The Herd and Failure

I like Colin Cowherd on ESPN radio. Nothing new. I’ve talked about him before here on this blog. My local sports radio station used to carry his entire show from 9 AM to 1 PM, and I almost always at least had it on in the background. Then they recently, for reasons I don’t understand, replaced his show with Dan Patrick. Patrick is good but not nearly as good as Cowherd. Cowherd is more philosophical and ties life lessons to sports almost daily. Patrick is more of a jokester and tries to be too cute. So I downloaded the ESPN radio iPhone app and can listen to The Herd, Colin’s show, in its entirety. I’m sure my local station doesn’t like this, but I don’t want to listen to Dan Patrick. I want Cowherd.

Today was one of those days when Colin said something very valuable to not just sport but life. He talked about failure. His quote: “Everyone who succeeds has failed.” Man is that ever true. He expanded on that to say that if someone is not willing to admit to you that they have succeeded without failure, they are lying. And he’s not talking about little mix ups. He’s talking about near catastrophic failure and listed several individuals to back up what he was saying. Bankruptcies, divorces, prison time, major injury, etc. Devastating failure. If you plan to succeed, you better expect major failure along the way, because if you don’t fail, you also won’t succeed.

So why don’t we see our faith’s this way? Why do we always talk about reaching some level of perfection or “sanctification?” Does that even make any sense with what we know about what it takes to grow and improve? I hesitate to use the word “success” when it comes to faith and belief, partly because I myself am trying to get away from the notion that it’s all about a set of rules. “Success” can very quickly turn into needing to earn something. Probably a better idea of success in faith (and maybe this is only pertinent to the Christian view) is when we realize and are truly comfortable with the idea that we don’t have to do anything to earn anything. Accepting grace is success. And the road to that place involves failure.

And God has to know that. He set the system up for crying out loud. The world works that way. Everything in it works that way. Before there is success there is failure. Always. No way to get around it. And then sometimes there’s even more failure. It just works that way.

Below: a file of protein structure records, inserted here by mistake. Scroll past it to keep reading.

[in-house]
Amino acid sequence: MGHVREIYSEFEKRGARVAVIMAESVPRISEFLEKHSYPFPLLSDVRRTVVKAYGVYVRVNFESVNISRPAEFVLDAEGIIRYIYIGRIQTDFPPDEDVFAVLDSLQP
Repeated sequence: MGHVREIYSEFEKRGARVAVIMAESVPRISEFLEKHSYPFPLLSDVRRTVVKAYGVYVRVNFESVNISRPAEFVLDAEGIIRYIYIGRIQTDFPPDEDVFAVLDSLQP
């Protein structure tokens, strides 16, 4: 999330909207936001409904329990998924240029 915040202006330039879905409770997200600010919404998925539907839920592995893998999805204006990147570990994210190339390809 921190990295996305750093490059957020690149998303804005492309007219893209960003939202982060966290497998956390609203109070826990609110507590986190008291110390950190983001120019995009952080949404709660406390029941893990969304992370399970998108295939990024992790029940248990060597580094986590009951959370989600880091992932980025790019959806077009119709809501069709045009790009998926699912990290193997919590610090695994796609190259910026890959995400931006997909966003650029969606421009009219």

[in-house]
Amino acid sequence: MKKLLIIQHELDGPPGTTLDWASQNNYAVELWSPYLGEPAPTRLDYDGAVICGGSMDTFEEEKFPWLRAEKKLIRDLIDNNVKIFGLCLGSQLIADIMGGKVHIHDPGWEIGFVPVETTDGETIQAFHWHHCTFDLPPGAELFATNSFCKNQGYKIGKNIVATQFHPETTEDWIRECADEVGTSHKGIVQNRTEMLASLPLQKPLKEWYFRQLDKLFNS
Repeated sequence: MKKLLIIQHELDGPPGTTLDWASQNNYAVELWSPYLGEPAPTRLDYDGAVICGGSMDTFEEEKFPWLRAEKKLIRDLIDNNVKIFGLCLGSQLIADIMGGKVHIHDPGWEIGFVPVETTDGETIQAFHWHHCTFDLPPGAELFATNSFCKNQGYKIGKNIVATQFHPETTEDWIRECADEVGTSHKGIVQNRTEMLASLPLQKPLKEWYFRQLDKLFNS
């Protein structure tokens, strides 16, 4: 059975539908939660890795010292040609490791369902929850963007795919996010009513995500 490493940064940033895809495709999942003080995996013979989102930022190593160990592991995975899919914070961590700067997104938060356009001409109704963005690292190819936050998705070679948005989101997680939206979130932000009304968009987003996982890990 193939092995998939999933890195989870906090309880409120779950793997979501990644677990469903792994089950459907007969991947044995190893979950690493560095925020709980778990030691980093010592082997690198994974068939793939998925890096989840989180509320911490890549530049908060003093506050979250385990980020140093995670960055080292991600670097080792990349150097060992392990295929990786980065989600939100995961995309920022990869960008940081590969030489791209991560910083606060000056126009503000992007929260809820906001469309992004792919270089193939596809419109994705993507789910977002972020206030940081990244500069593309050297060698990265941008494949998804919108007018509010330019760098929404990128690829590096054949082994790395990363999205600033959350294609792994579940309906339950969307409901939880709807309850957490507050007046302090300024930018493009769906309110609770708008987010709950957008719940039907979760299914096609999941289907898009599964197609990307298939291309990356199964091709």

What does that say about this fear of hell that is so prevalent in Christianity? I would like to say that I am beyond this fear of hell. But I’m not. I think I’m getting over it bit by bit by bit by tiny little bit. But I’m far from being beyond it. It almost feels like I’ve been traumatized in some way. Not sure where that comes from.

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11 responses to “The Herd and Failure

  1. “Before there is success there is failure. Always. No way to get around it. And then sometimes there’s even more failure. It just works that way.” (Doug)

    I think faith is supposed to work that way in all honesty – just stupid institutions control it so rigidly they leave little room for mistakes…which lead to growth.

    I find in the concept of repentance the leniency to make some mistakes – or that it’s practically inevitable in some ways. The idea of change means we need something to change from and into…and this really is try, test, and learn process. Grace/mercy provides rooms for mistakes to be made – we’re human after all.

    My hope is more churches start thinking about this and make more room for grace towards people in their congregations – and help them along in struggles and not just give them the ‘rules’. Some of the bigger mistakes provide some of the best learning via experience.

    “What does that say about this fear of hell that is so prevalent in Christianity?” (Doug)

    I think the fear is absolutely unfounded and traumatic (as you mention). If God is loving and merciful, as many of the teachings point towards, and Jesus came to teach us a better way…and the disciples made mistake after mistake while they walked with Jesus…I am betting there is more grace for mistakes than we let on or realize. It’s not grace to continue in behavior that hurts people – but grace enough to know that if we do we have the freedom to make things right by choice also.